Power of Ticketing

I am not sure whether this practice is followed across companies in industry. At least I am sure that few projects are not following this system.

We are aware of filing Bugs against the AUT (Application Under Test). Sometimes the issues filed in Bug tracking system all are not bugs, but some may found to be a Enhancement (Nice to have feature), some are simply 'Task' PR which is assigned against developers.

This Task PR (meaning that particular task has to be done by Assignee of the bug) can be very efficiently used by Test Manager to keep track of the tasks to be done by Testers.

Imagine in a testing module both Manual and Automation testers are working and at the beginning of the testing life cycle many things are discussed as 'to be done' and the way they are tracked is through emails, task requests in Outlook and simply by "Managers". We can use the bug tracking system for this purpose and Manager can raise 'Task' tickets against Testers for all the tasks he wanted tester to do. Or even tester can themselves can create and assign to themselves.

Examples for those task bugs are

(i) Creating new test cases for the new features (and getting sign off from product management and developers). This issue is considered as 'Completed' only when Peer Review/ Product management Review/Developers review/ Second level review is completed. We can create the workflow in our bug tracking system accordingly.

(ii) Select test cases from manual test case repository in order to automate and get sign off from Automation engineer.

(iii) Automate all the selected manual test cases in a feature and get Peer / Client sign off.

(iv) Finish self review for Performance appraisals.

(v) Verify all the bugs for this release.

(vi) Publish the Performance numbers between last release and this release

(vii) Clean the test cases (delete all the obsolete test cases) ..Criteria => Test cases written in past 3 years.

(viii) Complete the knowledge transfer session (this task issue is considered to be completed only if the person who is getting KT has given the reverse presentation and signing off the documents)

(ix) Do 5 interview before 30-Feb

and many more.

All these are treated as open Bugs and considered as important criteria in testing signoff of the particular release.

We can create separate areas in bug tracking systems, such as "Manual Testing Work" , "Automaton Testing work" etc This is analogous to IT help desk ticket but internal to testing team. How diligently we follow this reflect the success.

My 'Building' Experience

Few years back, I was working in a project as a single tester. That project was developed from scratch and everything is from India only. One of the additional responsibilities came to me is to 'build' the project through a tool call "Anthill". Since I was relatively new to industry I was excited and began to play with this. Since there was no proper planning,there were major fixes every day and I as a tester (who is having additional responsibility of 'building' with the latest fix) started taking builds on daily basis. In addition, for every bug I filed I started getting calls from programmers to 'check in the latest build..just to ensure..'.I was able to file bugs only after getting the latest code.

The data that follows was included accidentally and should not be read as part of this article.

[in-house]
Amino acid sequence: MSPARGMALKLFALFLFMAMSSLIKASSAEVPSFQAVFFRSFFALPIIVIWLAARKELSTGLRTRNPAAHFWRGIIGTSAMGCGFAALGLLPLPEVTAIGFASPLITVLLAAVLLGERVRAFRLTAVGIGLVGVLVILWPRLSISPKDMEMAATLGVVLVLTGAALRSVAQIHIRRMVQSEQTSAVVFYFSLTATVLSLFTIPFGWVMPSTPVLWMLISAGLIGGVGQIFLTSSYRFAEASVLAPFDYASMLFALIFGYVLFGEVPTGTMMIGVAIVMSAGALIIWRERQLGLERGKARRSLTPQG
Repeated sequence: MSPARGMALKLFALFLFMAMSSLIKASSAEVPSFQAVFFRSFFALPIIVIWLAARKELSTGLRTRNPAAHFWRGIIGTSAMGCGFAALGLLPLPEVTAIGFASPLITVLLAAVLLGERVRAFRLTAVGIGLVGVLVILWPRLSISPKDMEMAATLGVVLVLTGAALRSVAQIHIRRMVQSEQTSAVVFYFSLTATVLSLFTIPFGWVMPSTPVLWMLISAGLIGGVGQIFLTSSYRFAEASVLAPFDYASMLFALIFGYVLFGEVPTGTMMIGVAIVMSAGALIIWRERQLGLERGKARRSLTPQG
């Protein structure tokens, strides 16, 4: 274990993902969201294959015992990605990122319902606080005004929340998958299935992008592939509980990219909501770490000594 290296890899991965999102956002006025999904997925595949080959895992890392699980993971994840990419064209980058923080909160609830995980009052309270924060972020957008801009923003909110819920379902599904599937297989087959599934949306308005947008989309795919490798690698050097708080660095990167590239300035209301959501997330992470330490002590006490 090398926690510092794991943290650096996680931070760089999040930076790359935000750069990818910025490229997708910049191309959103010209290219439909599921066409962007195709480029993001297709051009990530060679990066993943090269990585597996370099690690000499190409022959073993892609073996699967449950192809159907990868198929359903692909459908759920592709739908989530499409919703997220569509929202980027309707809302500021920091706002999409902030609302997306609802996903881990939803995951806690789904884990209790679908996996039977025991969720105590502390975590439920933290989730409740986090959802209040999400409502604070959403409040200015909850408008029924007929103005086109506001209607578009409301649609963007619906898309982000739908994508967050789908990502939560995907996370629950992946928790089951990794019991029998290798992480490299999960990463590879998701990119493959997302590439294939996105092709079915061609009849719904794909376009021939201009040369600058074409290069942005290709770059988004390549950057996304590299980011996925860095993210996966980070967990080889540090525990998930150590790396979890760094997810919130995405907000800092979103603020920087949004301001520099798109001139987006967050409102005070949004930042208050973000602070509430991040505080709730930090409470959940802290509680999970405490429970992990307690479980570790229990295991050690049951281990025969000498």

Point here is it will take at least one-two hours for me to take the latest build and if I find any showstopper, I stopped testing and started to wait for the fix and after the fix I again started 'building'.

There is no another tester and there is no change in this process, no comment from PM (since I didn't have test manager) and I was surrounded by developers.

After a while, I was finding only few bugs that too show stoppers and concentrating on improving the Anthill's build.xml to make quicker builds , which was lauded as good solution by few developers. In this, around 50% of my time went for running anthill / waiting for build / improving the anthill process.

All went fine until one morning when my client found one 'Critical bug' not 'show stopper' in one of the previous build (few days old), and obviously developers started saying to check in the latest build which he refused and filed the bug. The answer from him is albeit there may be some fix in the coming builds, this bug has been found in 'xyz' build and that is true and so I am filing the bug. Later we can change the status of the bug accordingly.

After this incident, I took the backseat and STOPPED building the code and made a build cycle. I made clearly that I myself as a tester will take the build every Wednesday and I will file bugs based on the build (irrespective of whether they are fixed in the later builds) and then I realized there were many Critical/Major serious bugs are there in the product which should have been caught long long back.

But my actions were taken at the end of the project and as expected our estimation went terribly wrong and blame came to me also as a tester (in fact I got a lion's share...:-( ).

Moral: (i) Decide / Negotiate about  the build cycle/ interval between builds at the early stage of the testing and follow the rule religiously (unless its very critical fix).
(ii) If you as a tester took additional responsibility of either build engineer, document writer , whistle blower in CMMi process or whatever, be clear to give priority to testing and then go for others.